It’s not just you. A lot of people are concerned about their privacy on Facebook. Some are worried about being tracked, even when they aren’t logged in. Some are worried about unintentionally sharing private information or opinions that can threaten their reputation or relationships. Others worry about exposing the private data on their machine through some tricky attack.
As Facebook’s new Timeline is being introduced now is the perfect time to think about how you use Facebook. We have given you 3 things to do before you activate Facebook’s new Timeline. We hope you’ll take those steps to review what you have and will be sharing and with whom. What more can you do?
You use smart passwords and have your PC patched and protected. You know, of course, the most important privacy feature on Facebook is the ‘Post’ button. If you make a point of NEVER sharing anything that you wouldn’t want your grandmother or your worst enemy to see publicly, you’re off to a good start.
But what extra step can you take prevent invasive tracking and protect the private data on your computer?
Here’s what Sean from F-Secure Labs recommends: Do all of your social networking in a one browser. Use one browser exclusively for “public” behavior. Then use a separate browser for all of your private banking, shopping and viewing. This strategy helps you avoid worries about tracking and information bleeding between your private and public lives.
Want to be even safer? Use a dedicated machine for your social activity. This is an extremely wise strategy if you use your PC to manage your finances and or business.
An added advantage to using a ‘public’ browser or PC for your social networking is that you’ll constantly remind yourself that what you share online stays online.
So we want to know. What do you think of Facebook’s new Timeline?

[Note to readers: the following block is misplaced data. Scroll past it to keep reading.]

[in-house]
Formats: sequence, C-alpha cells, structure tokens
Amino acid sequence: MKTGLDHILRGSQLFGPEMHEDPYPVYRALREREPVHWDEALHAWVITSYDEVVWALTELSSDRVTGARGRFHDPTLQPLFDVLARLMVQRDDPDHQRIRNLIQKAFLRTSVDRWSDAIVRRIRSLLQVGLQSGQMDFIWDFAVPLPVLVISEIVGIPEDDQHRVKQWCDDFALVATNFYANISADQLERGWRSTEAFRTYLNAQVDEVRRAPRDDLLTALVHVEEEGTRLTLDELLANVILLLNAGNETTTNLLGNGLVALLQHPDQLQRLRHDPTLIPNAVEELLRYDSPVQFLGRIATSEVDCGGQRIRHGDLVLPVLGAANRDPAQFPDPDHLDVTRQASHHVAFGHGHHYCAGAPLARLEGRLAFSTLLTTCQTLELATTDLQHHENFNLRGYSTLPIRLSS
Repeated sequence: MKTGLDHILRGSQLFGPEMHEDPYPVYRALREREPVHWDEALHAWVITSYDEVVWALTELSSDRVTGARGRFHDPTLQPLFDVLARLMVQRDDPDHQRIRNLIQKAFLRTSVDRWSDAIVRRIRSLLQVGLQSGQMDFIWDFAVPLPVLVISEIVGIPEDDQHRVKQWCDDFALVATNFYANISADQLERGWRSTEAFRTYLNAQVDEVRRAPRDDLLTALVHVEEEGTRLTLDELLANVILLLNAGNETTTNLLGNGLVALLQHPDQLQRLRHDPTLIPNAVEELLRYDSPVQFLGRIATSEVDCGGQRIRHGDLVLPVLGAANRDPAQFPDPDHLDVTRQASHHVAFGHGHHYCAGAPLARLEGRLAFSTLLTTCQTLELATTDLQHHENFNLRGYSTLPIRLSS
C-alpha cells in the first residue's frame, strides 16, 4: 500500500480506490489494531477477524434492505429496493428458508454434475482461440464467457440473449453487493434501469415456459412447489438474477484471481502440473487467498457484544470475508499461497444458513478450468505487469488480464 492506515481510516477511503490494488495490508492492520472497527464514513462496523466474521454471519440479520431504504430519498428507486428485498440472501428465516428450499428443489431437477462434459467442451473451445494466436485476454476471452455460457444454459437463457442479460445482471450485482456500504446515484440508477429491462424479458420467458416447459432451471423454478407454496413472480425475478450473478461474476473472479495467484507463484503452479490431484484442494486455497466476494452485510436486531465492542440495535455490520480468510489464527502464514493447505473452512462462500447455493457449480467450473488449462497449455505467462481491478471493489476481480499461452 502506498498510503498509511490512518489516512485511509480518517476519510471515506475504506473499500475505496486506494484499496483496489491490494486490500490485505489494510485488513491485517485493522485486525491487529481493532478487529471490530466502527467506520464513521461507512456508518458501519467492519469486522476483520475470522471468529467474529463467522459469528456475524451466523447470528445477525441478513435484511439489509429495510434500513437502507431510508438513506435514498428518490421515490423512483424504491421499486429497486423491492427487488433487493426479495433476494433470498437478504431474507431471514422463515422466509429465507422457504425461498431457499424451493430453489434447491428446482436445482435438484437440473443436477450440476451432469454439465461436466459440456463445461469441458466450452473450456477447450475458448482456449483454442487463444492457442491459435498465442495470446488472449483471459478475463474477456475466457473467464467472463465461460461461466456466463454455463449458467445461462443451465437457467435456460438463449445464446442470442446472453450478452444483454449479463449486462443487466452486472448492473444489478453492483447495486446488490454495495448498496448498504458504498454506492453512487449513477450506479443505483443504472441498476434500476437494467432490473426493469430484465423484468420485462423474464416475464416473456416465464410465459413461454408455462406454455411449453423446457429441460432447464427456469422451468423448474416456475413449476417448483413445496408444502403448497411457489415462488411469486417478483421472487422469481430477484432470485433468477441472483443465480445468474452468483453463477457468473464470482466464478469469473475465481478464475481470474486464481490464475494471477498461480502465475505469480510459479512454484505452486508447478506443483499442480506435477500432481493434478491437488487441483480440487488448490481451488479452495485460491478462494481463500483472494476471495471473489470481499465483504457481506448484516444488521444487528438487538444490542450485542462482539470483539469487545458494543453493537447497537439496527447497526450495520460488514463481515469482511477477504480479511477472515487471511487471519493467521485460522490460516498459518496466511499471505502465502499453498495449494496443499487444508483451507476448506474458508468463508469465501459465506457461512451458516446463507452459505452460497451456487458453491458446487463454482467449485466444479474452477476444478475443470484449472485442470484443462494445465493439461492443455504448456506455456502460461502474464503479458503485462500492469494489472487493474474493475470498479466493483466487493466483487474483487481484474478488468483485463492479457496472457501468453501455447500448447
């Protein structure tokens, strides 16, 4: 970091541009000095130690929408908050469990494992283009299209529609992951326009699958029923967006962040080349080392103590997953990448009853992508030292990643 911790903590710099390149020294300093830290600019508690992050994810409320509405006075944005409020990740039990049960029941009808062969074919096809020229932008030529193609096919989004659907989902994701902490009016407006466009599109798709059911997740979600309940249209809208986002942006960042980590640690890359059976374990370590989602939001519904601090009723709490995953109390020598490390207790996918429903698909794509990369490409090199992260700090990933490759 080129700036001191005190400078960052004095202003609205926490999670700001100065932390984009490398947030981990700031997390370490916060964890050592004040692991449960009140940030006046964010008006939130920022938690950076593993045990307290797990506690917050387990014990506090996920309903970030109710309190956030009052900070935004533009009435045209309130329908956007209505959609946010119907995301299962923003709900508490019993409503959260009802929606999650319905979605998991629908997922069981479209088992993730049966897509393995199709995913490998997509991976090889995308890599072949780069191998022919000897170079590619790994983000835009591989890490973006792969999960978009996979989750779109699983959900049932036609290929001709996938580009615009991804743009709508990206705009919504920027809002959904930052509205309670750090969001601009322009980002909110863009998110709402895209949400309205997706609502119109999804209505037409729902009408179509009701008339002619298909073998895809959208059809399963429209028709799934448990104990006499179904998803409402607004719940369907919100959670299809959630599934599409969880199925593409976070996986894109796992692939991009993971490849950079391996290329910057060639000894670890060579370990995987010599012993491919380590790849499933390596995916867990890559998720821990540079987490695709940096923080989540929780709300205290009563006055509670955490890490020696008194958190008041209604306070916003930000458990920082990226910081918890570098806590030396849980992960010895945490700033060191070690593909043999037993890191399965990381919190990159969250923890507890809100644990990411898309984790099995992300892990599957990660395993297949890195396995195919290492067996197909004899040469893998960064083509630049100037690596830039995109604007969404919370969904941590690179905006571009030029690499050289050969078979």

How important is it to ask the right question? Our Security Advisor Sean Sullivan thinks it's so important that it can either help or hurt your cause. Most anyone who has debated the issues of government surveillance and online tracking by corporations has likely faced someone who dismisses concerns with "I don't have anything to hide." This is apparently a very popular sentiment. 83 percent of respondents in the United Kingdom answered "No" to the question "Do you have anything to hide?" in a new F-Secure survey. "You might as well be asking people – are you a dishonest person?" Sean wrote in our latest Threat Report (like goes to PDF). "The question is emotionally charged and so of course people react to it in a defensive manner – I think it is perfectly natural that 83% of people said no." Sean suggested another question that reframes the debate: "Would you want to share everything about your life with everyone everywhere, all the time, forever?" Think about just your Google Search history. Seriously, take a look at it -- here's how you can see it (and delete it). "And my prediction was proven correct – 89% of respondents did not want to be exhibitionists," he wrote. Both questions, he notes, at the core ask, "Do you think privacy is important?" One does it in a way that's accusatory. The other in a way that's explanatory. Sean suggests that we all have things in our past we'd rather forget and asking the right question can get people to see that quite quickly. There's reason to pessimistic about privacy given that there has been substantial change in U.S. government policy since the Snowden revelations began. But even that may change soon with bipartisan revisions to the the law that began legalized mass surveillance. This imperfect attempt to limit the NSA's bulk collection is a promising start of a major shift away from methods that have done more to stifle digital freedom than to achieve the unachievable goal of creating a world without threats, if it's indeed just a start. Maybe we're starting to ask the right questions. [Image by Ashleigh Nushawg | Flickr]